That leads to my third point, that some claim that civil unions somehow will demean or lessen the institution of marriage.  I am a happily married man and will celebrate with my wife and two beautiful teenage children our 25th anniversary this summer.  I can assure you that nothing in this bill can lessen that relationship, nor does the recognition of civil unions for same-sex couples change anything in anyone’s marriage.  And how can it?  We have defined marriage in this state as the union between one man and one woman.  This bill does not change that.  Indeed, it was that action by the voters of this state that enabled many members of the EMO Board to endorse the concept of civil unions as the best means to grant same-sex couples rights approximating that enjoyed by married couples.  I would point out to you again from the Bible that there are many models of family relationships in addition to one man and one woman.  For instance, Abraham, the father of all semitic peoples, had, in essence, two wives.  King David had a concubine of wives.  To suggest that one woman and one man is the one and only Biblical model for families is simply not true.  The Bible gives witness to the evolution of marriage to the model as we know it today, but for the reasons I have outlined above, I believe it is consistent with Biblical faith to affirm the possibility of the continuation of that evolution as an affirmation of God’s love manifested in every loving, committed relationship between two people.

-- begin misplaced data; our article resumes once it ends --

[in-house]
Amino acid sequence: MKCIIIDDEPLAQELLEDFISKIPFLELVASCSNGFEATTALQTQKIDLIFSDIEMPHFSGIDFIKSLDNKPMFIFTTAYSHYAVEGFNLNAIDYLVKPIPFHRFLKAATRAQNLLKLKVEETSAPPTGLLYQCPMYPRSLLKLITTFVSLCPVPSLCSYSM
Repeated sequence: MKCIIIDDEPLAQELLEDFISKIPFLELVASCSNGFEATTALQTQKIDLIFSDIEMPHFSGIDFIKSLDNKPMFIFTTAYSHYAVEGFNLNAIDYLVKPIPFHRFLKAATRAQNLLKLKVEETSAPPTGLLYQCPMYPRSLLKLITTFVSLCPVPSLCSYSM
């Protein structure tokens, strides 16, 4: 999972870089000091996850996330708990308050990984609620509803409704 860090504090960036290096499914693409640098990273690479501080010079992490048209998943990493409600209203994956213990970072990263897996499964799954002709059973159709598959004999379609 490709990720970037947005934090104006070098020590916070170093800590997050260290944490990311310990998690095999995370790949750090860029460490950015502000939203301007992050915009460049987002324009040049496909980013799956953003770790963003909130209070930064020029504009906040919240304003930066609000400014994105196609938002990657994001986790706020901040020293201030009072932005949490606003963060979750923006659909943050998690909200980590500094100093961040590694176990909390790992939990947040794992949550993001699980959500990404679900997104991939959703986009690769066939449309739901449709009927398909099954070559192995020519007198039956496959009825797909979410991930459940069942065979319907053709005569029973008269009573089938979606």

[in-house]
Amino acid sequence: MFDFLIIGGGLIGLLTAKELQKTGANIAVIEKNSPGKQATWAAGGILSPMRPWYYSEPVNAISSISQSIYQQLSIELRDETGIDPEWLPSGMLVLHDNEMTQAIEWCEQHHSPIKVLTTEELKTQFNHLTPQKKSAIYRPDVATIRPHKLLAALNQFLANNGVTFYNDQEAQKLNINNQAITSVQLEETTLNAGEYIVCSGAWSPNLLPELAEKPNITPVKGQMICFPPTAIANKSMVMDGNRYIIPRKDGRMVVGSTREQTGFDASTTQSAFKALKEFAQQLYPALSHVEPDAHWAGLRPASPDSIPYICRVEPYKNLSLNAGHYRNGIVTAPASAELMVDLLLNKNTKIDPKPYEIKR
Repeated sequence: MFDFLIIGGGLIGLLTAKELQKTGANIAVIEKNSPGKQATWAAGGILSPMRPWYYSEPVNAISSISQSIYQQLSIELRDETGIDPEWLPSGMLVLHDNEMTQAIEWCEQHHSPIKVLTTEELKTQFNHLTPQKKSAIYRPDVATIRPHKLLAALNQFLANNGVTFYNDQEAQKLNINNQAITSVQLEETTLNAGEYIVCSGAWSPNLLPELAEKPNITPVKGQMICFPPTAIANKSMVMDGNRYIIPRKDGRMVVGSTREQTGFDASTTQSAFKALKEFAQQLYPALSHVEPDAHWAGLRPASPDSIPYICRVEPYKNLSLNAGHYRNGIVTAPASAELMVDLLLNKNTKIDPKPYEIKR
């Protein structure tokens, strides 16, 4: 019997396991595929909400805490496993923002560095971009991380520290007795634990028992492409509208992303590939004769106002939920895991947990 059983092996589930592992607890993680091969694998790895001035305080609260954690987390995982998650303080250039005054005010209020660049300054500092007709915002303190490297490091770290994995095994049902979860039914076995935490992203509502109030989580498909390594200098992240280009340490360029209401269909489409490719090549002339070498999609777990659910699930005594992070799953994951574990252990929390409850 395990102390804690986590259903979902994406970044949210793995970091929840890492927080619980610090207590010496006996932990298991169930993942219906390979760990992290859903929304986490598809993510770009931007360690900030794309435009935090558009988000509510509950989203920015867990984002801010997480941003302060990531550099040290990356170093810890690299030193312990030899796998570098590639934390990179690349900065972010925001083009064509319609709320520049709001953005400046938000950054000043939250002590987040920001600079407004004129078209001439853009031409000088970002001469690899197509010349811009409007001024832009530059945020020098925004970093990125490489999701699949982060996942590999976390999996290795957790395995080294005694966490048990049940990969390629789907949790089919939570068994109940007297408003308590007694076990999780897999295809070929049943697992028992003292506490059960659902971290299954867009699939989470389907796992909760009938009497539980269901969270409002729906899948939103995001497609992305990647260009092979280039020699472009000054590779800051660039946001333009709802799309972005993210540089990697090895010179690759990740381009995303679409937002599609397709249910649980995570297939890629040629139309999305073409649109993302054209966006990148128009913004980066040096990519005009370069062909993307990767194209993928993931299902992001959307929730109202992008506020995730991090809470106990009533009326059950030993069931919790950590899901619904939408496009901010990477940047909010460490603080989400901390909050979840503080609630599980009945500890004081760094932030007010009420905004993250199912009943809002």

Children of same-sex couples need the legal protection that civil unions will provide should their birth mother or father become incapacitated or die.  This bill, therefore, provides greater legal stability for our society, these couples and their children.  I would also note, that if the statewide average holds true in the case of same-sex couples, and I have no reason to doubt that it does, then ¼ of the 3000 couples who sought to get married in Multnomah County, are Christian couples.  That is a minimum of 750 couples whose religious beliefs include a loving, same-sex relationship as an affirmation of God’s love, not to mention couples of other religious traditions.